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Is there any program that, given a cipher text, it would tell me what the encryption algorithm is?

What if I have the plain text? Is there something that can be done in that case?

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4 Answers 4

No.

The whole point to encryption is to produce a cipher-text that is indistinguishable from random noise.

Absent any outside hints, the ONLY way to determine what encryption mechanism is used is to run the decryption routine with the correct password and check the result to see if it looks correct.

On a related note, likewise the only way to determine whether you're using the correct password is to run the decryption routine with the correct cipher and check the result.

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4  
And note that “check the result” means the same thing as “looks correct” here. If you decrypt with the wrong algorithm or the wrong key, you can get arbitrary data, possibly chosen by an attacker. Or in other words encryption does not provide authentication. –  Gilles Dec 6 '11 at 11:16
    
This is true for good encryption. With poor encryption such as ROT13 and simple substitution ciphers you can determine the encryption algorithm purely by looking at the cipher text. –  Ladadadada Dec 6 '11 at 11:26
    
@Ladadadada: ROT13 is no more of an encryption algorithm than base64; that is to say, it is translation/obfuscation, but not encryption. –  Piskvor Dec 6 '11 at 15:50
    
That depends on the algorithm. There are certainly encrypted formats that say, "This is a file encrypted by X using algorithm Y and you need key Z to decrypt it." Encryption algorithms that produce output indistinguishable from random noise are very hard to use for long-term storage in the form of a file because you can't easily tell what the file is or how to decrypt it. –  David Schwartz Dec 6 '11 at 17:05
    
Would you say that a Caesar cipher qualifies as "encryption"? Should I have used that as my first example of poor encryption? –  Ladadadada Dec 6 '11 at 17:35

As long as modern cryptography is used there is absolutely no way to determine what cipher was used.

However, if you have the plain text, and if at any point the PRNG stream from a stream cipher then you can decrypt unknown messages with a simple xor operation. PRNG reuse is nasty, but only a novice would make such a mistake.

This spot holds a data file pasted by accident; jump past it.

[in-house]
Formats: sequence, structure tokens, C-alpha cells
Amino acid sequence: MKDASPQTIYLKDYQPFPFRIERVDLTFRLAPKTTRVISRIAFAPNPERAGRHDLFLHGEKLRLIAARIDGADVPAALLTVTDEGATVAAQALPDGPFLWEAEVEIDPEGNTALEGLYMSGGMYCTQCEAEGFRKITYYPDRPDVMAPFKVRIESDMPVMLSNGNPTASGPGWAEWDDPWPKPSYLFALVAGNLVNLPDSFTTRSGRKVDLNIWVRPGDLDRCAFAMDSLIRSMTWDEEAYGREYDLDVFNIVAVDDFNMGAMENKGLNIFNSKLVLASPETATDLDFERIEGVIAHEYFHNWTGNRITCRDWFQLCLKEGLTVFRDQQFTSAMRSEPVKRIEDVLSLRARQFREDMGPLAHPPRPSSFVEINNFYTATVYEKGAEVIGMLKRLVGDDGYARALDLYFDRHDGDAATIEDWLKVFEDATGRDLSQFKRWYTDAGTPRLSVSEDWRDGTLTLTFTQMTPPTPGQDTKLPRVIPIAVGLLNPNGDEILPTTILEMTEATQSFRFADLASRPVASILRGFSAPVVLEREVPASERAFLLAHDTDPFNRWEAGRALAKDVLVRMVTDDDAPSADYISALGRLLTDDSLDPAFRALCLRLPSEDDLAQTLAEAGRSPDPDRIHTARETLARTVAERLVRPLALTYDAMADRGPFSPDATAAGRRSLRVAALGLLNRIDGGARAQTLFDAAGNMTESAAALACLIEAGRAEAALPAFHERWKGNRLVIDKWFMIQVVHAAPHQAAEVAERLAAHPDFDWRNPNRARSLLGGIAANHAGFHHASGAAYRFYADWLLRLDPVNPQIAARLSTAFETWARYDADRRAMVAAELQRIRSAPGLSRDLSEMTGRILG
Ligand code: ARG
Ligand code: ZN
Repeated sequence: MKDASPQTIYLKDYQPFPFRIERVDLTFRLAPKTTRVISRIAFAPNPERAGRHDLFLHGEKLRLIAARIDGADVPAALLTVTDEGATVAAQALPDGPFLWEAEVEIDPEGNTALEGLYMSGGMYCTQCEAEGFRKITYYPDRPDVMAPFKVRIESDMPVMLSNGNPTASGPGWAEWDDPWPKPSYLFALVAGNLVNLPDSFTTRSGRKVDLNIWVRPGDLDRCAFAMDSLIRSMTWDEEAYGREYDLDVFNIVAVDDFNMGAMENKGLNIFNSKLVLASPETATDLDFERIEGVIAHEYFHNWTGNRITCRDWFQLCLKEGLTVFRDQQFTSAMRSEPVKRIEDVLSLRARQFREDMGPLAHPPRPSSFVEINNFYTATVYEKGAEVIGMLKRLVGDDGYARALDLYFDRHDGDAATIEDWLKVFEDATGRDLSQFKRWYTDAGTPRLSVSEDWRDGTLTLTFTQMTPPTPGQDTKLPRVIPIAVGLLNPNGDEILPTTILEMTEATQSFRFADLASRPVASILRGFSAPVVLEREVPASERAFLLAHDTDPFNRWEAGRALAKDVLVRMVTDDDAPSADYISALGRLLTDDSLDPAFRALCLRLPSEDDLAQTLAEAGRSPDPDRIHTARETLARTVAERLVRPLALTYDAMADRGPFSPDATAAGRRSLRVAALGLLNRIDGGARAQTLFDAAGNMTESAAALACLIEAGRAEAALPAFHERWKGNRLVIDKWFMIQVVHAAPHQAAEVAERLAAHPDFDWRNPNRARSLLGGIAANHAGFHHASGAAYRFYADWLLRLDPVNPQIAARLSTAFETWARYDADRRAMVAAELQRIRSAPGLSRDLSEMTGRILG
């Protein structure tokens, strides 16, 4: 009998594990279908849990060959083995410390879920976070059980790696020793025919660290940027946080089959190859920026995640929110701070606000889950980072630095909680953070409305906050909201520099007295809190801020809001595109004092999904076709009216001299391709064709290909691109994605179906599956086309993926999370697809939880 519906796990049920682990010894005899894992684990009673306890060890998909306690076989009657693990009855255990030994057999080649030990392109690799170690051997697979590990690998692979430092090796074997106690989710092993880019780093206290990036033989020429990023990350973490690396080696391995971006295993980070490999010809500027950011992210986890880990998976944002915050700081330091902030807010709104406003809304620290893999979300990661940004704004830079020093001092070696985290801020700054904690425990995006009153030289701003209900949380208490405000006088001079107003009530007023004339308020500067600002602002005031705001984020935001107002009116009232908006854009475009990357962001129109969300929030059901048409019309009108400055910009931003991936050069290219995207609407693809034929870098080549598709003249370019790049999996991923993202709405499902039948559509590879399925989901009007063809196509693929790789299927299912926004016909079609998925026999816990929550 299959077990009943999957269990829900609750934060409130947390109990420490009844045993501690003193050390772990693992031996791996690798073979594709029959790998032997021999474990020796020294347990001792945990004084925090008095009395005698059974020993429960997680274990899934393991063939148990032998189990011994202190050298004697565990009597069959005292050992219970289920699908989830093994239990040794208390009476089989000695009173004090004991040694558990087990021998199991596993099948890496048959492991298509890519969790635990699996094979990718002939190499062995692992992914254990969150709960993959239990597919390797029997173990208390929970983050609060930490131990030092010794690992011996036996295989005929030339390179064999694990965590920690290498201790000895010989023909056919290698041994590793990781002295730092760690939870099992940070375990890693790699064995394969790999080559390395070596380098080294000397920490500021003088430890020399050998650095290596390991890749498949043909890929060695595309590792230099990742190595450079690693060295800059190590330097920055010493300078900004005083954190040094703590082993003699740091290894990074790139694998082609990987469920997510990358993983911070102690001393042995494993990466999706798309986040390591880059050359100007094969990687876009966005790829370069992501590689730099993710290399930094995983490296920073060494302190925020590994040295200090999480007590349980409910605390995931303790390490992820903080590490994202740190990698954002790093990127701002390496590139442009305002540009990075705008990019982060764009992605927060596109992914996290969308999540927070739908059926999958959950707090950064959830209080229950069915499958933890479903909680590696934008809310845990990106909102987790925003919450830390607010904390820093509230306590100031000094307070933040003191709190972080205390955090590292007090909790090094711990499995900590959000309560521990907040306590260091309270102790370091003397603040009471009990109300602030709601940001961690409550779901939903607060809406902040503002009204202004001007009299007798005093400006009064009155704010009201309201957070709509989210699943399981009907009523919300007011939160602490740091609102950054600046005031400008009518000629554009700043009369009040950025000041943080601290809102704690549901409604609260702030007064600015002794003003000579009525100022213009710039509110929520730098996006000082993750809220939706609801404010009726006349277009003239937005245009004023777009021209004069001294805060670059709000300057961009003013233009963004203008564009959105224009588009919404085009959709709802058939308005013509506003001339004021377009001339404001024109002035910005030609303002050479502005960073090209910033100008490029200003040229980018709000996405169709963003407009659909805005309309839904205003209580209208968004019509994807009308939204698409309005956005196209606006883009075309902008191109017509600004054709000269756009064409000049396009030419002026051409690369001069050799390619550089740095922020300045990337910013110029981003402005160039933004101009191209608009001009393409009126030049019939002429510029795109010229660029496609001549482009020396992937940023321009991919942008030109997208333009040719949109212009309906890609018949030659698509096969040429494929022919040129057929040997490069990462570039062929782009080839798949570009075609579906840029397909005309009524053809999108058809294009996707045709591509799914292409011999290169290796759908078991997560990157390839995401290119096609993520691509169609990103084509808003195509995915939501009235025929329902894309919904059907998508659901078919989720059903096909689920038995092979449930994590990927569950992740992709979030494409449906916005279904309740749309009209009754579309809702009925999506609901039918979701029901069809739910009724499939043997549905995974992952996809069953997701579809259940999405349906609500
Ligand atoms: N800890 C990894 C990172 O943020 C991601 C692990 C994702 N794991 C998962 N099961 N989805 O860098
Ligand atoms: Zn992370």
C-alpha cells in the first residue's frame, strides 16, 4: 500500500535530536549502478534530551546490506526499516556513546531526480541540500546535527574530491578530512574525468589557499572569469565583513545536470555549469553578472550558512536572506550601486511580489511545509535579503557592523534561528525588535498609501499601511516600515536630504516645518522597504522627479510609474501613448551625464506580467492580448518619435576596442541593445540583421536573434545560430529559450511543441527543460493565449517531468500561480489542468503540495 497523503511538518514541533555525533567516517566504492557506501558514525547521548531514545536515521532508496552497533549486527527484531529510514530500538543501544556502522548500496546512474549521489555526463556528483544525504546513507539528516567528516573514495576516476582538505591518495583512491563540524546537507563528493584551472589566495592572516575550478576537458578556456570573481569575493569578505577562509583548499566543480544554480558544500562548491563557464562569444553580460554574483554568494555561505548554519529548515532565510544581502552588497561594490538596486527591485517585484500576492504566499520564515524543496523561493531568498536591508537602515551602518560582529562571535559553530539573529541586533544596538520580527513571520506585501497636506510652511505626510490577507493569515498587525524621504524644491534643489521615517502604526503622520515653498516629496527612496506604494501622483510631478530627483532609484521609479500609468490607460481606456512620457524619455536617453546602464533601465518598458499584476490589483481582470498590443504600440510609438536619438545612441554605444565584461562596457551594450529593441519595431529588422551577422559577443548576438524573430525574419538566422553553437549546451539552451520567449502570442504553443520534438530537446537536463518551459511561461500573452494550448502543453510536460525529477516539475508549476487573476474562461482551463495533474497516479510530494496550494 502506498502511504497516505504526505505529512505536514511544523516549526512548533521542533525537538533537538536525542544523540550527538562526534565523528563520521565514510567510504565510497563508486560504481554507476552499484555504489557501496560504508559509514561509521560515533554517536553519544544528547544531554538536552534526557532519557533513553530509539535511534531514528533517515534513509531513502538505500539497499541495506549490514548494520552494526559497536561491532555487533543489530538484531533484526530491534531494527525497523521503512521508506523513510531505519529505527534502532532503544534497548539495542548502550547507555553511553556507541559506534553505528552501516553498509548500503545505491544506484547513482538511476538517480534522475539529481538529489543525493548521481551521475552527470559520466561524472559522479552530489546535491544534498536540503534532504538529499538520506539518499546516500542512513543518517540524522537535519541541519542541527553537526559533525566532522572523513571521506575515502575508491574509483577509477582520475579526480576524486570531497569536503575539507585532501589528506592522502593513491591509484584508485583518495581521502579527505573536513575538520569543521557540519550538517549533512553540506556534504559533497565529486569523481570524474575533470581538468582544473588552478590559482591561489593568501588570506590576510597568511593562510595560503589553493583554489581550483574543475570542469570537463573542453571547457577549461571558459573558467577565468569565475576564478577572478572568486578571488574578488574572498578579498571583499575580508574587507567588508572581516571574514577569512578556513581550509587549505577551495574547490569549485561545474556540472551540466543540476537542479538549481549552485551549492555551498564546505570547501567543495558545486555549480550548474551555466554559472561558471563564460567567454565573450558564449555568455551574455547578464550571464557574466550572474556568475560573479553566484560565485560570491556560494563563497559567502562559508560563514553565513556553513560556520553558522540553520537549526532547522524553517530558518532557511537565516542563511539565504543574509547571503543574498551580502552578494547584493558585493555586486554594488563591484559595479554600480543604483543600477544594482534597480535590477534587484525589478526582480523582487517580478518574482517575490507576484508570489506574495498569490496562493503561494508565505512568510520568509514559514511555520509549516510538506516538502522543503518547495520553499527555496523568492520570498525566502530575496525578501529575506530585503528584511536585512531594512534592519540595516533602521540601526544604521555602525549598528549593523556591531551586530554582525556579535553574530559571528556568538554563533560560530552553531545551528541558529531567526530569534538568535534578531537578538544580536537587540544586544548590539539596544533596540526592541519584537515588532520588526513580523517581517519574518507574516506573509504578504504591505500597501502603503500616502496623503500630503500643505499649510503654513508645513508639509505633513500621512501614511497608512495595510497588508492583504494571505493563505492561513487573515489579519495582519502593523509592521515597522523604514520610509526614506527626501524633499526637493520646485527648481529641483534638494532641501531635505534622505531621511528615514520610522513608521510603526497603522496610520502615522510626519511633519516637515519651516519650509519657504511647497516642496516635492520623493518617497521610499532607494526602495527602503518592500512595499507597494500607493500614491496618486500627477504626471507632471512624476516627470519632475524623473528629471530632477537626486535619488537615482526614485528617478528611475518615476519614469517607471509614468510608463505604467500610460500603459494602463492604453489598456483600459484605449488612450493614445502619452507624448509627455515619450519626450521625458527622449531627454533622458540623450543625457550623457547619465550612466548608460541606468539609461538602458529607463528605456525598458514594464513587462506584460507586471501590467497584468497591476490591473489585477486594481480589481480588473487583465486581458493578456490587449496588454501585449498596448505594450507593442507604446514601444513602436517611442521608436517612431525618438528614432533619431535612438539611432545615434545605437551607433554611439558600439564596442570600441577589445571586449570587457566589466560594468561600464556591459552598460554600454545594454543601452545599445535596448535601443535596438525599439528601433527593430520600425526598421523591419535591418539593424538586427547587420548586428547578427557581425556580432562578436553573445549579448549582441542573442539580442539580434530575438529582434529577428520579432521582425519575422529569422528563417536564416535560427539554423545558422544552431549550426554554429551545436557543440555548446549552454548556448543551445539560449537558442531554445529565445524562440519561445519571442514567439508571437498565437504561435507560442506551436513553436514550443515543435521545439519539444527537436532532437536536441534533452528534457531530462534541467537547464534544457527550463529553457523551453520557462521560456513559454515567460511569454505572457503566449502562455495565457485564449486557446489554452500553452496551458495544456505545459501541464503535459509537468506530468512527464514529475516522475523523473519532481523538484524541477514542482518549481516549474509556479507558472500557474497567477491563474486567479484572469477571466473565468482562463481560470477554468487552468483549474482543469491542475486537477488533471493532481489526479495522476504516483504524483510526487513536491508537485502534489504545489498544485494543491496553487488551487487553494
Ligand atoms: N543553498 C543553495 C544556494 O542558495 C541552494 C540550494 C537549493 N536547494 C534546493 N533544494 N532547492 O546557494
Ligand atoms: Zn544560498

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A major tenant of encryption theology is that even if you know exactly how something is encrypted, you still have no better attack than a brute force search for the key.

On the other hand, if you found a pile of bits somewhere with a note attached that says "secret password is foobar" then it could be useful to have a dictionary of the common wrappers and file formats used by known encryption software. I've never seen one, but I'm sure the professionals have them.

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There are two sides to your question:

  1. If the encryption system is any good, its output is indistinguishable from random bytes. Therefore, encryption with algorithm A1 and encryption with algorithm A2 should be indistinguishable from each other, since both are indistinguishable from random bytes.

  2. Cryptographers always assume that the attacker knows which algorithm was used. This is assumed because we do not know how much secure the algorithm name can be; after all, it is incarnated as software, in an executable file, and there is source code somewhere, and many people know which algorithm is used. It cannot be very secret. Thus, security analysis takes the cautious (if conservative) stance of considering that only the key is secret (that's what the key is for: to concentrate the secret).

Because of point 2, many encryption formats include headers (outside of the really encrypted part) which define quite plainly which encryption algorithm was used. It does not change security analysis, since we do the analysis under the assumption that any attacker already knows everything that the header contains. However, such a header is very convenient for application robustness; notably, it helps a lot for algorithm agility (the ability to support several types of algorithms).

For instance, an email encrypted with S/MIME is actually a CMS object (encoded in Base64 so that it can travel unharmed as an email) which contains a plainly visible specification of the encryption algorithm (type ContentEncryptionAlgorithmIdentifier in the CMS specification).

Summary: although the encryption algorithm name cannot normally be recomputed from the encrypted data (whether you know the plaintext or not), that information can usually be obtained from the metadata which surround the encrypted blob, and that's not a security issue.

(Or rather, if knowing the algorithm significantly helps the attacker, then the algorithm is junk.)

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